Photograph Time in a Wetland Wonderland

Blue Heron in Huntley Meadows Park by Anne Bolen
A blue heron surveys the waters of Virginia’s Huntley Meadows Park for a meal.

Just a few days are left for you to enter your photograph into this year’s National Wildlife Photo Contest. So if you are looking for a place to capture spectacular images of nature, try your local wetland. Some people might think wetlands are desolate swamps. In fact, they are beautiful wonderlands, critical wildlife habitat that offers vibrant bounties for wildlife watchers, particularly birders and photographers.

See a slideshow of great wetlands photos from the National Wildlife Photo Contest.

The Life, Near Death and Rebirth of a Wetland

Whenever I go to Huntley Meadows Park, an inland Northern Virginia wetland, I make sure that I bring my camera because I never know what spectacular scene I might see. Each time, I feel like I have been traveling in the TARDIS, Doctor Who’s time machine: Whether just a few days, weeks or months have passed since my last visit, this dynamic ecosystem has transformed.

During the past decade, I have seen its main pond full of water and waterfowl, with water levels so low it became a lush meadow munched on by deer, and so dry its cracked, orange soil looked like a desert, only then to rebound and once again be a thriving watery home for a plethora of critters. I’ve watched a rainbow of dragonflies landing on blooms, beavers repairing their dams and lodges, geese escorting their goslings out of their nests, blue herons and egrets fishing, water snakes swallowing frogs and even plate-sized snapping turtles wrestling. I’ve also seen children peering wide-eyed into the water from the boardwalk, discovering some of these animals and their behaviors for the first time.

Why Are Healthy Wetlands Essential?

Wetlands are found on every continent except Antarctica, in a wide variety of environments, from tundra to the Tropics. They can be inland, freshwater wetlands or tidal or coastal wetlands with brackish or saline waters. These unique ecosystems are made up of mosaics of trees, shrubs and plants that can thrive in soils that are seasonally or frequently saturated.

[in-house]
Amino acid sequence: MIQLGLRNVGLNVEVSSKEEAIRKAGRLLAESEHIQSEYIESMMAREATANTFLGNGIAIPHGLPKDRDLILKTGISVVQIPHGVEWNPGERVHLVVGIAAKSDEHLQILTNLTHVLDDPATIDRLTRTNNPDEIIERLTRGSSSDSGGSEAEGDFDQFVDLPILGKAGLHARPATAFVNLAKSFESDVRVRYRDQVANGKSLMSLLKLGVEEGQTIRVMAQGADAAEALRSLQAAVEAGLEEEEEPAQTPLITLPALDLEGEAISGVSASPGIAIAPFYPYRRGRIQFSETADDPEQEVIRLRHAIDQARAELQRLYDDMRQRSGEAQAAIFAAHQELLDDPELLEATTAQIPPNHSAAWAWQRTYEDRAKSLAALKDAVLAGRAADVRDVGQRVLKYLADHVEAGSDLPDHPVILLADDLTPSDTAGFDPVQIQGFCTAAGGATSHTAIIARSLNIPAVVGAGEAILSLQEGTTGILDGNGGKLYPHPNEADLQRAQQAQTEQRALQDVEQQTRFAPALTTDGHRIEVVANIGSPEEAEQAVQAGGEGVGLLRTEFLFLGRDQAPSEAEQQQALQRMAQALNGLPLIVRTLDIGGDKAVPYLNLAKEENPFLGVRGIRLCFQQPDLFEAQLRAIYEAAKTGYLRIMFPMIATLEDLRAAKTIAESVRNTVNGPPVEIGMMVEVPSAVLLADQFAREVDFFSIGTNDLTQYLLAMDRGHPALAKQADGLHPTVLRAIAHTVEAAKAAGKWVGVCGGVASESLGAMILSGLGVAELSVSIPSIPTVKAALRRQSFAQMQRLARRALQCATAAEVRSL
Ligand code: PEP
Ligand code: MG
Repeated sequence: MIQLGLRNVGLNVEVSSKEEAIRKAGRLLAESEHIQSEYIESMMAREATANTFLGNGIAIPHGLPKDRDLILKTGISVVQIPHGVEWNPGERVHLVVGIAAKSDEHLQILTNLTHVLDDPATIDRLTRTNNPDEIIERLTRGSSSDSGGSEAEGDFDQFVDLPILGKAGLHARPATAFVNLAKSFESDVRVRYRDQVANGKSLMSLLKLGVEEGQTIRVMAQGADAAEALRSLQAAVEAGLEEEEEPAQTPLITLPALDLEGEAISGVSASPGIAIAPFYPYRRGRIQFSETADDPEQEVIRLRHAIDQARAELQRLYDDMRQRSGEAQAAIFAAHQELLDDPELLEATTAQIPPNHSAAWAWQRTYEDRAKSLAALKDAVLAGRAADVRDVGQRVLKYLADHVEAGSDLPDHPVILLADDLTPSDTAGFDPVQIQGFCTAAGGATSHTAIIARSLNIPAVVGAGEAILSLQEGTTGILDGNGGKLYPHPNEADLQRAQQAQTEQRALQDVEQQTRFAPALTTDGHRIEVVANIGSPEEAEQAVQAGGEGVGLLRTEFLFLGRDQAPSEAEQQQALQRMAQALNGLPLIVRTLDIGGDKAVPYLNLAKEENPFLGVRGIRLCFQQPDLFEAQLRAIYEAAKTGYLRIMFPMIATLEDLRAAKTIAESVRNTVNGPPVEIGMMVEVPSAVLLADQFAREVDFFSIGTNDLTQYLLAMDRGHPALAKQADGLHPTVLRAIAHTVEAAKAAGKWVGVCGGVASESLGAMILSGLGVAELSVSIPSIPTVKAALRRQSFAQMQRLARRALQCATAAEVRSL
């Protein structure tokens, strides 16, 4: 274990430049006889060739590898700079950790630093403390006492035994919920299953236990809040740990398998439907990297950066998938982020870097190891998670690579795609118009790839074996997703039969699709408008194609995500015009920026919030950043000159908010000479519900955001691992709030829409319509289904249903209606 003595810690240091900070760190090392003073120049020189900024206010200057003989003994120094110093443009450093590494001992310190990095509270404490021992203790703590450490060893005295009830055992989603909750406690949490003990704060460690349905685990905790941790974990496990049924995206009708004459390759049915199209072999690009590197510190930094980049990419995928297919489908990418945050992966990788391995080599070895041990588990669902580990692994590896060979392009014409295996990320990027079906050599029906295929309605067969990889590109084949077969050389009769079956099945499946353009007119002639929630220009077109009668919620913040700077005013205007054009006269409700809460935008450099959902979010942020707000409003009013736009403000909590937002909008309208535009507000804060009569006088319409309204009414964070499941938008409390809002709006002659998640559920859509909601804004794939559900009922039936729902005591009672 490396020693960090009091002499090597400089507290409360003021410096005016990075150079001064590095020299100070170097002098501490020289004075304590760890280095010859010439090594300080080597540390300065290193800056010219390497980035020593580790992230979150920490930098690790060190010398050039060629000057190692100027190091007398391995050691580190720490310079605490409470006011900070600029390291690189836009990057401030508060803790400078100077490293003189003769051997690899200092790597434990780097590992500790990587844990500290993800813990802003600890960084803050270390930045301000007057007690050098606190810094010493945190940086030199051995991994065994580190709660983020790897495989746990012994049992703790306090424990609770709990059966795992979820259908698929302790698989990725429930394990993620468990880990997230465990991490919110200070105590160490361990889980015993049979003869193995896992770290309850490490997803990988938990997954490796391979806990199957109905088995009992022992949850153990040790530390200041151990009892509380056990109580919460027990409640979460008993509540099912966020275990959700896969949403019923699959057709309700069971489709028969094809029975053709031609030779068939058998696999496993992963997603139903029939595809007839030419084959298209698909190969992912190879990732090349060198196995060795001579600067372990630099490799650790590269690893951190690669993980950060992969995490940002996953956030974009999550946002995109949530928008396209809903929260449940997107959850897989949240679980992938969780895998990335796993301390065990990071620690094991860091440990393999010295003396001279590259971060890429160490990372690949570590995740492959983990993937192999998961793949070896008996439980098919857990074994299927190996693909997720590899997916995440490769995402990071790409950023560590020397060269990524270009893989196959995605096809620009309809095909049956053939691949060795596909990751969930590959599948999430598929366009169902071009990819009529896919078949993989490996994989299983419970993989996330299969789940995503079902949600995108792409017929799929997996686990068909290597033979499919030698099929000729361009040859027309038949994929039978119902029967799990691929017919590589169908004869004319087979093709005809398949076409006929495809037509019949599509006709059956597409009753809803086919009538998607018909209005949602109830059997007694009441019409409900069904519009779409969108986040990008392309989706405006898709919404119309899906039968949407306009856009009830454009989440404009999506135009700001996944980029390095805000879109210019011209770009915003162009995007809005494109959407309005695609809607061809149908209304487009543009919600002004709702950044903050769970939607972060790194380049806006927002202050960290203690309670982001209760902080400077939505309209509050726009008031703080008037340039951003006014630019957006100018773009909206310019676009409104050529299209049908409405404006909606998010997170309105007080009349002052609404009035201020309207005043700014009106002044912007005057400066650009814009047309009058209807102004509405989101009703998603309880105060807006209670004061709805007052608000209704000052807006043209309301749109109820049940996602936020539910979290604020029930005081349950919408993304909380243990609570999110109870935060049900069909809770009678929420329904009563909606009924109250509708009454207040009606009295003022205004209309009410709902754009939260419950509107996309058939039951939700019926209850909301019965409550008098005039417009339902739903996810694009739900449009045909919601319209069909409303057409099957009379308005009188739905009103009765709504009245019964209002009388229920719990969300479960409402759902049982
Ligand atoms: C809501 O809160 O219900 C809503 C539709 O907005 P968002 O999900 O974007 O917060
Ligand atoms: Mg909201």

Also like Doctor Who’s TARDIS, they are bigger on the inside: As some of the most productive and valuable ecosystems on the planet, their benefits outweigh the space they take up on the landscape. Indiana University’s Center for Earth and Environmental Science reports that in the United States, “Nearly 35 percent of all rare and endangered animal species depend on wetlands for survival, although wetlands constitute only 5 percent of the nation’s land.” They are also critical flyways for migratory birds, which stop to rest and replenish before continuing on their journeys. In addition, these hydraulic systems act like livers, filtering pollutants from surface and groundwater. They also store carbon and serve as buffers from soil erosion, flooding and storms, increasingly important functions as the climate continues to change.

This photo of a beaver is a National Wildlife Photo Contest entry.

What Is Happening to Our Wetlands?

Drastic changes in water levels can be part of the natural lifecycle of wetlands. My wetland’s busy beaver family is continuously remodeling, building and maintaining its dams and lodges and therefore raising and lowering water levels and carving new pathways for wildlife. However, silt from construction of nearby residential areas has also filled in the wetland over time. Droughts have also hit it hard. County park staff now must build an earthen berm, a structure to control water levels and retaining ponds to make sure the beaver have enough water to be enticed to stay and continue the upkeep on this vital aquatic world on which so many other animals depend.

What is happening to my wetland is not uncommon: Wetlands all over the nation have been filled in from silt from not only construction but mining. They have also been drained and converted into farmland, cities and residential areas. The U.S. Environmental Protection Agency reports that the United States has lost more than 100 million wetland acres since the late 1700s and continues to lose about 13,000 acres each year. Further, U.S. wetlands are now at risk from pollution, as  Supreme Court decisions have weakened the 1972 Clean Water Act that once protected wetland habitats.

How You Can Help

Fortunately, we don’t yet need a time machine to save our wetlands. You can still help.


Photographer in Huntley Meadows
A photographer scans the main pond of the Huntley Meadows wetland for birds.
July is National Park and Recreation month, so it is a perfect time to visit and find out how you can support your local wetland. In fact, I hear my camera calling. I’m off to capture a moment in time in my own wetland wonderland.

Slideshow of Spectacular Wetland Images

All of these images are entries into National Wildlife’s Photo Contest. It’s not too late to enter yours today!